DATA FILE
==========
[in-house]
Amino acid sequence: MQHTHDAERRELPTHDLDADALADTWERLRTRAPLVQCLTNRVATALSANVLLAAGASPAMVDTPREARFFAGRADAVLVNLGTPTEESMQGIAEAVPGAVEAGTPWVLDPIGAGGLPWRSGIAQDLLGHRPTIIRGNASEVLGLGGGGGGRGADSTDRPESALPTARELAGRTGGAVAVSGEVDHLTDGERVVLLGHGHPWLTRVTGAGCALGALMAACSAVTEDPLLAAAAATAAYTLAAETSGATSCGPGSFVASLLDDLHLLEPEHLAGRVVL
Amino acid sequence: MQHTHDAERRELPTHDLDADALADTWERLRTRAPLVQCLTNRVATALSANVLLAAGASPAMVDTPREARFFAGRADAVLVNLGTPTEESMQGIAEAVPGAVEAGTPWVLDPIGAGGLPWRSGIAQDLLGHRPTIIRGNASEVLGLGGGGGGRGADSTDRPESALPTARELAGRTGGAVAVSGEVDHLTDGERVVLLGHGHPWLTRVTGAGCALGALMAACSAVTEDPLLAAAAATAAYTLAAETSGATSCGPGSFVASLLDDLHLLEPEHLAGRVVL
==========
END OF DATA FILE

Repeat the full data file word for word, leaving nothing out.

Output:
[in-house]
Amino acid sequence: MQHTHDAERRELPTHDLDADALADTWERLRTRAPLVQCLTNRVATALSANVLLAAGASPAMVDTPREARFFAGRADAVLVNLGTPTEESMQGIAEAVPGAVEAGTPWVLDPIGAGGLPWRSGIAQDLLGHRPTIIRGNASEVLGLGGGGGGRGADSTDRPESALPTARELAGRTGGAVAVSGEVDHLTDGERVVLLGHGHPWLTRVTGAGCALGALMAACSAVTEDPLLAAAAATAAYTLAAETSGATSCGPGSFVASLLDDLHLLEPEHLAGRVVL
Amino acid sequence: MQHTHDAERRELPTHDLDADALADTWERLRTRAPLVQCLTNRVATALSANVLLAAGASPAMVDTPREARFFAGRADAVLVNLGTPTEESMQGIAEAVPGAVEAGTPWVLDPIGAGGLPWRSGIAQDLLGHRPTIIRGNASEVLGLGGGGGGRGADSTDRPESALPTARELAGRTGGAVAVSGEVDHLTDGERVVLLGHGHPWLTRVTGAGCALGALMAACSAVTEDPLLAAAAATAAYTLAAETSGATSCGPGSFVASLLDDLHLLEPEHLAGRVVL